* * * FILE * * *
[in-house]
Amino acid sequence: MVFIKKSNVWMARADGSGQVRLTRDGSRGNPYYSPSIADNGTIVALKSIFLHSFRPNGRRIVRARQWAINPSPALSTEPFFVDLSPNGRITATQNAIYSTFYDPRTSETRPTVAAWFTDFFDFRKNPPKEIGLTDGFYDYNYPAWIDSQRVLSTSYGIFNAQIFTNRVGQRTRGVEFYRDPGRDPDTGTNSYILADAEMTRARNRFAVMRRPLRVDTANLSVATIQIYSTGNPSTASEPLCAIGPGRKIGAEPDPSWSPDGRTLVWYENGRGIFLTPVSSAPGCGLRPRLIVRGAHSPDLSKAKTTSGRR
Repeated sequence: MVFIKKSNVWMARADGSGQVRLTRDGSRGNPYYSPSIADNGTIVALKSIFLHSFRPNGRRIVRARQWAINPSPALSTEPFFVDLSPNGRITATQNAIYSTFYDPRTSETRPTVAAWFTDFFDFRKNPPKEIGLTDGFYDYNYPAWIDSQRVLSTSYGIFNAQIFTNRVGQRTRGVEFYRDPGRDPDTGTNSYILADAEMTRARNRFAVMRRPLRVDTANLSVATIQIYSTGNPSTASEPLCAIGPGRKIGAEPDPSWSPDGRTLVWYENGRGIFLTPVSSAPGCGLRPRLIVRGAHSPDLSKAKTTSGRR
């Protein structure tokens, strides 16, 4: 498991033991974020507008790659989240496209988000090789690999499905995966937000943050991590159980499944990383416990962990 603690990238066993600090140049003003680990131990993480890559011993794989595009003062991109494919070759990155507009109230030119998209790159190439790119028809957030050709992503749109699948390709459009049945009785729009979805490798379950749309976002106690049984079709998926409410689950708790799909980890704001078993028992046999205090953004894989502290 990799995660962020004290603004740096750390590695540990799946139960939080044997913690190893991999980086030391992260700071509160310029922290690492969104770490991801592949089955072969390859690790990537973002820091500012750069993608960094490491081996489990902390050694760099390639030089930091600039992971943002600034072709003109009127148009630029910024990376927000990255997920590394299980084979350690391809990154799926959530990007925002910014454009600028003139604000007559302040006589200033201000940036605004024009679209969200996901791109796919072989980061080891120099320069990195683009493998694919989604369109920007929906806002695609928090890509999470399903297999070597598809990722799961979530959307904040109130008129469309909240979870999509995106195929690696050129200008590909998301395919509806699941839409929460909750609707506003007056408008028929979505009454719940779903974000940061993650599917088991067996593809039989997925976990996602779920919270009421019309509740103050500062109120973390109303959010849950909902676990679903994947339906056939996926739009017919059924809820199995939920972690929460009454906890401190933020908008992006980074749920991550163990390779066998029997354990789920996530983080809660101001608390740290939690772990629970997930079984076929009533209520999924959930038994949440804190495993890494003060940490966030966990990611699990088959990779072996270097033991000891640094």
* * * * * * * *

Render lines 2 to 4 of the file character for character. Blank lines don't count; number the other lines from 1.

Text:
Amino acid sequence: MVFIKKSNVWMARADGSGQVRLTRDGSRGNPYYSPSIADNGTIVALKSIFLHSFRPNGRRIVRARQWAINPSPALSTEPFFVDLSPNGRITATQNAIYSTFYDPRTSETRPTVAAWFTDFFDFRKNPPKEIGLTDGFYDYNYPAWIDSQRVLSTSYGIFNAQIFTNRVGQRTRGVEFYRDPGRDPDTGTNSYILADAEMTRARNRFAVMRRPLRVDTANLSVATIQIYSTGNPSTASEPLCAIGPGRKIGAEPDPSWSPDGRTLVWYENGRGIFLTPVSSAPGCGLRPRLIVRGAHSPDLSKAKTTSGRR
Repeated sequence: MVFIKKSNVWMARADGSGQVRLTRDGSRGNPYYSPSIADNGTIVALKSIFLHSFRPNGRRIVRARQWAINPSPALSTEPFFVDLSPNGRITATQNAIYSTFYDPRTSETRPTVAAWFTDFFDFRKNPPKEIGLTDGFYDYNYPAWIDSQRVLSTSYGIFNAQIFTNRVGQRTRGVEFYRDPGRDPDTGTNSYILADAEMTRARNRFAVMRRPLRVDTANLSVATIQIYSTGNPSTASEPLCAIGPGRKIGAEPDPSWSPDGRTLVWYENGRGIFLTPVSSAPGCGLRPRLIVRGAHSPDLSKAKTTSGRR
């Protein structure tokens, strides 16, 4: 498991033991974020507008790659989240496209988000090789690999499905995966937000943050991590159980499944990383416990962990 603690990238066993600090140049003003680990131990993480890559011993794989595009003062991109494919070759990155507009109230030119998209790159190439790119028809957030050709992503749109699948390709459009049945009785729009979805490798379950749309976002106690049984079709998926409410689950708790799909980890704001078993028992046999205090953004894989502290 990799995660962020004290603004740096750390590695540990799946139960939080044997913690190893991999980086030391992260700071509160310029922290690492969104770490991801592949089955072969390859690790990537973002820091500012750069993608960094490491081996489990902390050694760099390639030089930091600039992971943002600034072709003109009127148009630029910024990376927000990255997920590394299980084979350690391809990154799926959530990007925002910014454009600028003139604000007559302040006589200033201000940036605004024009679209969200996901791109796919072989980061080891120099320069990195683009493998694919989604369109920007929906806002695609928090890509999470399903297999070597598809990722799961979530959307904040109130008129469309909240979870999509995106195929690696050129200008590909998301395919509806699941839409929460909750609707506003007056408008028929979505009454719940779903974000940061993650599917088991067996593809039989997925976990996602779920919270009421019309509740103050500062109120973390109303959010849950909902676990679903994947339906056939996926739009017919059924809820199995939920972690929460009454906890401190933020908008992006980074749920991550163990390779066998029997354990789920996530983080809660101001608390740290939690772990629970997930079984076929009533209520999924959930038994949440804190495993890494003060940490966030966990990611699990088959990779072996270097033991000891640094």